Local DC resident and CDR supporter Elizabeth Theran had an opportunity to volunteer with a Dog Rescue in Bali for two weeks. She was kind enough to share her experiences with the CDR blog.
“Nothing prepares you for this.”
Back in the fall of 2013, I needed to escape. When I saw an ad for a two-week yoga program in Bali, I thought, “perfect!” Because I donate to WSPA (World Society for the Protection of Animals), I was aware of their “Collars Not Cruelty” program that operates rabies vaccination programs around the world, and I had heard of their work in Bali. I also knew that there were some local nonprofits working with Balinese street dogs, and I figured a trip to Bali would be the perfect opportunity to practice some yoga and get in some volunteer work with the dogs while I was at it.
I quickly learned that Bali is, in short, a tough place to be a dog. The reasons are many:
My Volunteer Experience
I had been planning to volunteer with BAWA, but their clinic was shut down about two months before I arrived in Bali. As a result, I brought donations for BAWA (their work is ongoing and desperately needed, but is more decentralized without the clinic), but I decided to volunteer with BARC at their Good Karma clinic in Ubud. BARC requires that all volunteers who will have contact with dogs receive the preventative series of rabies shots before arrival, and I had duly had all three shots before I left the U.S. When BAWA operated its clinic, it had the same requirement.
I was not the typical BARC volunteer: for one, most of their volunteers are able to commit more time than I could, usually volunteering all day for weeks at a time. (It helps if you’re Australian or European and get loads of vacation time, so you can spend a month or more there!) I was only in Ubud for nine days, and I had my yoga classes to attend, so I could only show up around lunchtime most days. By then, most of the “dirty work” of feeding breakfast, cleaning cages, and so forth was already done. (I felt extremely guilty about this.)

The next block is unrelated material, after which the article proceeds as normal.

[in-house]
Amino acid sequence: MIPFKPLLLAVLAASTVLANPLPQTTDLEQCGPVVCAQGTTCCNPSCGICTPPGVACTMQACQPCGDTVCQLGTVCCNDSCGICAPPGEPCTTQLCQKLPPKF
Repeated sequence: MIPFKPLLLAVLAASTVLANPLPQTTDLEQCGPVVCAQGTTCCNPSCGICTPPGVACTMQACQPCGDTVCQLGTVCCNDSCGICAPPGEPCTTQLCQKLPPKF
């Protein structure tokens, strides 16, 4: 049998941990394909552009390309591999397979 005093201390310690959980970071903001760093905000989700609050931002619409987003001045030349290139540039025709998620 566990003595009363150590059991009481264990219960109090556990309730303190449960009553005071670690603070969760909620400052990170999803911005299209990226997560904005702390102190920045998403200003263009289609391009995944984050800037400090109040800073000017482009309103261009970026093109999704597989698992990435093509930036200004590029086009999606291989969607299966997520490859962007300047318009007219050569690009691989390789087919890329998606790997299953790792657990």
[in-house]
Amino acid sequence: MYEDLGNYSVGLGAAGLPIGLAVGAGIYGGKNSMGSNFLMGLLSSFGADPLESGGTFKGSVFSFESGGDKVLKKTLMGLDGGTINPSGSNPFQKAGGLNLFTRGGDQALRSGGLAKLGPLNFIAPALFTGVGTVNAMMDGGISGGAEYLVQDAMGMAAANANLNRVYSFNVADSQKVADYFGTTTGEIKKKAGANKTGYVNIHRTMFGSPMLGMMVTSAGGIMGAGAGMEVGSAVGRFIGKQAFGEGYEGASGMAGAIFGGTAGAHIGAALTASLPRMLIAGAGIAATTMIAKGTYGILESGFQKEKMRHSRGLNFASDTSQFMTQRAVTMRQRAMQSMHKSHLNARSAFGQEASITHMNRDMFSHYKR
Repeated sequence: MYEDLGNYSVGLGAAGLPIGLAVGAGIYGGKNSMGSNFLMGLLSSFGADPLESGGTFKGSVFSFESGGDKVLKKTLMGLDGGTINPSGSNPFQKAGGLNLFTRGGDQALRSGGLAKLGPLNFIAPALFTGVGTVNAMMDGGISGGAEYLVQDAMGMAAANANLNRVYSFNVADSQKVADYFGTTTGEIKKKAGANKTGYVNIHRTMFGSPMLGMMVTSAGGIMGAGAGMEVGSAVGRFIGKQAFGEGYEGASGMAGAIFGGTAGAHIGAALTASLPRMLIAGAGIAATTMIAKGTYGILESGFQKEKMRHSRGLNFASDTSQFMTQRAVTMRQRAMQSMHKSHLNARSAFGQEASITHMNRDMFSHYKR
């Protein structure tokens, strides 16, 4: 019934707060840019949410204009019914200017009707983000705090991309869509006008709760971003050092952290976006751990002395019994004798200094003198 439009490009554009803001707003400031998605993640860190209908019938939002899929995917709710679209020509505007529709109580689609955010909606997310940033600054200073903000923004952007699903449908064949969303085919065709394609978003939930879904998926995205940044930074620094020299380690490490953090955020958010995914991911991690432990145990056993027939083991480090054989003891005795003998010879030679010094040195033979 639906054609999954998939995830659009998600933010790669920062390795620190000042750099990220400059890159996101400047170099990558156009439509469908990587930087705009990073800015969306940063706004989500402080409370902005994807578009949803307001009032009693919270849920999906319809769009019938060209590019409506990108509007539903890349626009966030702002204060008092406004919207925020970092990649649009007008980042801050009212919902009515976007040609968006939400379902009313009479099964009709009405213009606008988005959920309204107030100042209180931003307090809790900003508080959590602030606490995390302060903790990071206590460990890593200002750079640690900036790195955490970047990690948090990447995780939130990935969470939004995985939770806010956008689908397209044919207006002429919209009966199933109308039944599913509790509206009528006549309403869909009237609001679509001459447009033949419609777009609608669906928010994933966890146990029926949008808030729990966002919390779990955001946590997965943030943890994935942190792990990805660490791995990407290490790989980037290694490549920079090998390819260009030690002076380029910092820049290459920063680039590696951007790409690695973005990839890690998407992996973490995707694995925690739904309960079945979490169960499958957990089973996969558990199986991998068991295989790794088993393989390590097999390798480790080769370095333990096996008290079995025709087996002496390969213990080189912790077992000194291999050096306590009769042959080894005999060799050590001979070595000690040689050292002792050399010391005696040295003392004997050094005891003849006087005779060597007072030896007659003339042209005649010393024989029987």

That said, there was plenty for me to do. The dogs at the clinic are in desperate need of positive human contact, since many of them arrive either feral or having had very bad experiences with humans. I would spend hours out on the back verandah with dozens of dogs running around me playing with each other, getting into trouble, and jostling me for pats and attention once they realized there was a sucker in their midst. I also helped give medication to some of the dogs, including coconut-oil massages for the dogs who had lost their fur to parasites to help their skin recover. One day I volunteered in the stockroom, sorting donations and other supplies. (I will confess that the air conditioning in the stockroom was a welcome respite, given that the rest of Ubud pretty much has little to no air conditioning. This was rainy season, so it was at least 90 degrees and 99 percent humidity most days if it wasn’t actually pouring.) I also walked a couple of dogs, not an easy feat in Ubud where the sidewalks are in terrible condition and the traffic murderous.